We recently took a look back at The Day After, a controversial TV movie about nuclear war that was definitely pretty grim stuff when it aired in 1983.
The same year, another anti-nuke message was delivered in a much more entertaining way, WarGames, which starred Matthew Broderick and Ally Sheedy, and was a big hit at the box office. There’s apparently a lot of interest in WarGames again with an upcoming remake, and the film was also just screened again at the Tribeca Film Festival.
Having seen WarGames again myself several years ago, I felt it held up pretty well, even with computer technology as primitive as it was back then. We were just entering the age of home computers, and computer hacking was also another phenomenon that was just coming into public consciousness then as well. In an article published by the Wall Street Journal, a hacker named Pablos Homan said WarGames said he believed the movie marked the "first time hackers were portrayed as we really are, and honestly, the last time."
The screenplay for WarGames was written by Lawrence Lasker (Sneakers) and Walter Parkes, who later became an executive at DreamWorks, and they originated the script when they were both students at Yale, and the film was directed by John Badham, who also helmed Saturday Night Fever, Blue Thunder, and Short Circuit. Badham was brought in when the original director, Martin Brest (Beverly Hills Cop) was fired, and he had to start helming the film in three days.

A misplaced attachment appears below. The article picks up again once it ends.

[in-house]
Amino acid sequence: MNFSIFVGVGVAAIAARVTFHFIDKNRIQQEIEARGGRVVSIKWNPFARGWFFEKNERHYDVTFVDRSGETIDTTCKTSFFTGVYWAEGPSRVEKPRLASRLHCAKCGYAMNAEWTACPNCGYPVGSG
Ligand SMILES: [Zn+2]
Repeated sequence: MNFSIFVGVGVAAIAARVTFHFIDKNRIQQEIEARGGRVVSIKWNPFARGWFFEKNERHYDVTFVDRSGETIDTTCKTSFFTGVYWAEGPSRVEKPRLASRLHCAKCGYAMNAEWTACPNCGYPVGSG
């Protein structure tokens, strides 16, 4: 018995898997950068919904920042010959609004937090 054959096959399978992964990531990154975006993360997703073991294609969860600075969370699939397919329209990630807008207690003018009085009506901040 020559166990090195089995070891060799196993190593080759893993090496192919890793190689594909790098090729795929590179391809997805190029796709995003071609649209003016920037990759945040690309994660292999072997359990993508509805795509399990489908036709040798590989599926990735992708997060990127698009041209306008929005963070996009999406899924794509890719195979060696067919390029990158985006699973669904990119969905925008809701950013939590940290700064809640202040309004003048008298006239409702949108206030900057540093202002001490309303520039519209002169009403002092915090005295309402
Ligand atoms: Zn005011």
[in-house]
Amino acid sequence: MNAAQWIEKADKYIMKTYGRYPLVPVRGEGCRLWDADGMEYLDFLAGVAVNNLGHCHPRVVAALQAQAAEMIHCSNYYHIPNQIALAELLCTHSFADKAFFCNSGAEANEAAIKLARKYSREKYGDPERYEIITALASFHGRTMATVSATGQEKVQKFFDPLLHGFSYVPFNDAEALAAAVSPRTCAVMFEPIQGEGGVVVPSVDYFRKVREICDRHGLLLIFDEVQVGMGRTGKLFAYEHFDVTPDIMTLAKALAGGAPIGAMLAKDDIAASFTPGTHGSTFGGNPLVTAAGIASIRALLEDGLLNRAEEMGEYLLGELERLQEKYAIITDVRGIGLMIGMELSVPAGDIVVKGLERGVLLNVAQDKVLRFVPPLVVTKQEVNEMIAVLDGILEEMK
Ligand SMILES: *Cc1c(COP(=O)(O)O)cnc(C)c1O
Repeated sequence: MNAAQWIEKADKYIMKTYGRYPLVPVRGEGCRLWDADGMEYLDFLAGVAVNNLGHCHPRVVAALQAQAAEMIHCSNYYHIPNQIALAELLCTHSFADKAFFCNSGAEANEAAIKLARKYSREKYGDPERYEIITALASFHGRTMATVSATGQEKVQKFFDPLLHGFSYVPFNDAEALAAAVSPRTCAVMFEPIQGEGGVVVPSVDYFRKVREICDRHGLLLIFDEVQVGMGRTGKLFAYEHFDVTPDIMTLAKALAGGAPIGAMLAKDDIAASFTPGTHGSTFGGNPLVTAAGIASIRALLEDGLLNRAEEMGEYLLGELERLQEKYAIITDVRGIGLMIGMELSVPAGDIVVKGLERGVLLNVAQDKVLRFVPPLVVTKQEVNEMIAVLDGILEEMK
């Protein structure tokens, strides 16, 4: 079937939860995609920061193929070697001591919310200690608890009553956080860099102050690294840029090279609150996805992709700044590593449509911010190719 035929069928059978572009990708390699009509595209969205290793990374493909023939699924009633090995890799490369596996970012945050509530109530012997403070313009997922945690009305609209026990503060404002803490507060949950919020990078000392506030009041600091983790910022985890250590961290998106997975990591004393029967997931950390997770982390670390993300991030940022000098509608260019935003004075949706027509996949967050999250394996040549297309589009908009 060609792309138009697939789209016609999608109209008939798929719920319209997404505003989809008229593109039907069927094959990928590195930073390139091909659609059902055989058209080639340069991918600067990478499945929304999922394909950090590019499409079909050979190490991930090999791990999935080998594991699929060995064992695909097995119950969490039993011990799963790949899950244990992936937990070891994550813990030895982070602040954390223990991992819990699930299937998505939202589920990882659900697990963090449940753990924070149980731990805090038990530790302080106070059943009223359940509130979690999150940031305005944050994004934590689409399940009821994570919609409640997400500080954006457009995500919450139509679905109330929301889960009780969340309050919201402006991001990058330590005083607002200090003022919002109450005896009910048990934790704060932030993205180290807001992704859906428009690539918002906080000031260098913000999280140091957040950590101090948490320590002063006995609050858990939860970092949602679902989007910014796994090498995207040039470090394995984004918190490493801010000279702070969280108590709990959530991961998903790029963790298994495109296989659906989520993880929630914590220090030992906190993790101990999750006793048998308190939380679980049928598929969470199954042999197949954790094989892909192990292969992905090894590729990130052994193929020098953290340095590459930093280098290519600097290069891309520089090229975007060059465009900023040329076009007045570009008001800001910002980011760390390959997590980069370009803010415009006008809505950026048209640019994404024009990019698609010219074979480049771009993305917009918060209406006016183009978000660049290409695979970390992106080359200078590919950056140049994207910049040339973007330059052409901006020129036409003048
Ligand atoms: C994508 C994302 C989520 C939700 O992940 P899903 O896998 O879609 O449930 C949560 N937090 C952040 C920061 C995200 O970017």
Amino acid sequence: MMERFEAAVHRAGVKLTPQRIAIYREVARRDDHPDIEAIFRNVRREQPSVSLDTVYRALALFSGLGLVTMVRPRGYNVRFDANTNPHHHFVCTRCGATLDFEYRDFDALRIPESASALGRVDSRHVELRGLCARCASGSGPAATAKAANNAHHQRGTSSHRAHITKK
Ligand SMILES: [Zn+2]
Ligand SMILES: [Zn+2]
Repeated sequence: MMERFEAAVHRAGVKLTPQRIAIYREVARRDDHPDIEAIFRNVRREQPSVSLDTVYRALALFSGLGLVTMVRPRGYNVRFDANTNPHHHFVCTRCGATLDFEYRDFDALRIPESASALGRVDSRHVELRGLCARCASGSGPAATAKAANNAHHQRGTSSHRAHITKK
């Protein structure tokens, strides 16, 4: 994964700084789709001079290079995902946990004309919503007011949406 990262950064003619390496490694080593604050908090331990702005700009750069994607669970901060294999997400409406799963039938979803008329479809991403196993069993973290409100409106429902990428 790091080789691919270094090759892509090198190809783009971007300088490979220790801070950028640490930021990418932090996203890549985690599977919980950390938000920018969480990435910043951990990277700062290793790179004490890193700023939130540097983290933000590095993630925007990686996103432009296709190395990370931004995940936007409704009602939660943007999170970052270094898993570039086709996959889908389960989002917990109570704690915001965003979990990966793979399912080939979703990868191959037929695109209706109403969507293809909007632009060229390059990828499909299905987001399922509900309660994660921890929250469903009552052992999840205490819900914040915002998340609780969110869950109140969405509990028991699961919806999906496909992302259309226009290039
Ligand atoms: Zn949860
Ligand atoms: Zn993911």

You wouldn’t know that anyone had to come in at the eleventh hour seeing the completed film, but Badham’s always been a pro, and this wasn’t the first time he had to come in and save the day on a movie, as he also replaced John Avildsen (Rocky) when he got fired from directing Saturday Night Fever. Like The Day After, WarGames also gave the world an important message, although in a way that was much easier to digest.
As Badham told Collider, "This one of the world’s oldest messages and you keep hammering away at it and it’s hard to get through which is, there’s no point to this. This doesn’t make any sense, and I think we will always be faced with that problem. Having lived through World War II, you know there’s always people who say, ‘This is just insane, what’s going on.’ And yet, when you have people attacking you, as in 9/11, what are you going to do? You can’t lie down. You have to do something, but that doesn’t make it less insane."
When asked about the upcoming remake, Badham said, "The real trick would be to find something that is as groundbreaking as it was, in terms of the idea. Nobody wants another computer hacker movie, unless it’s something amazingly different."
And in its time, many at first thought something like this could never really happen, but sure enough, a real life hacking incident took place several weeks after the movie came out by a group calling themselves The Milwaukee 414, who hacked their way into the defense department.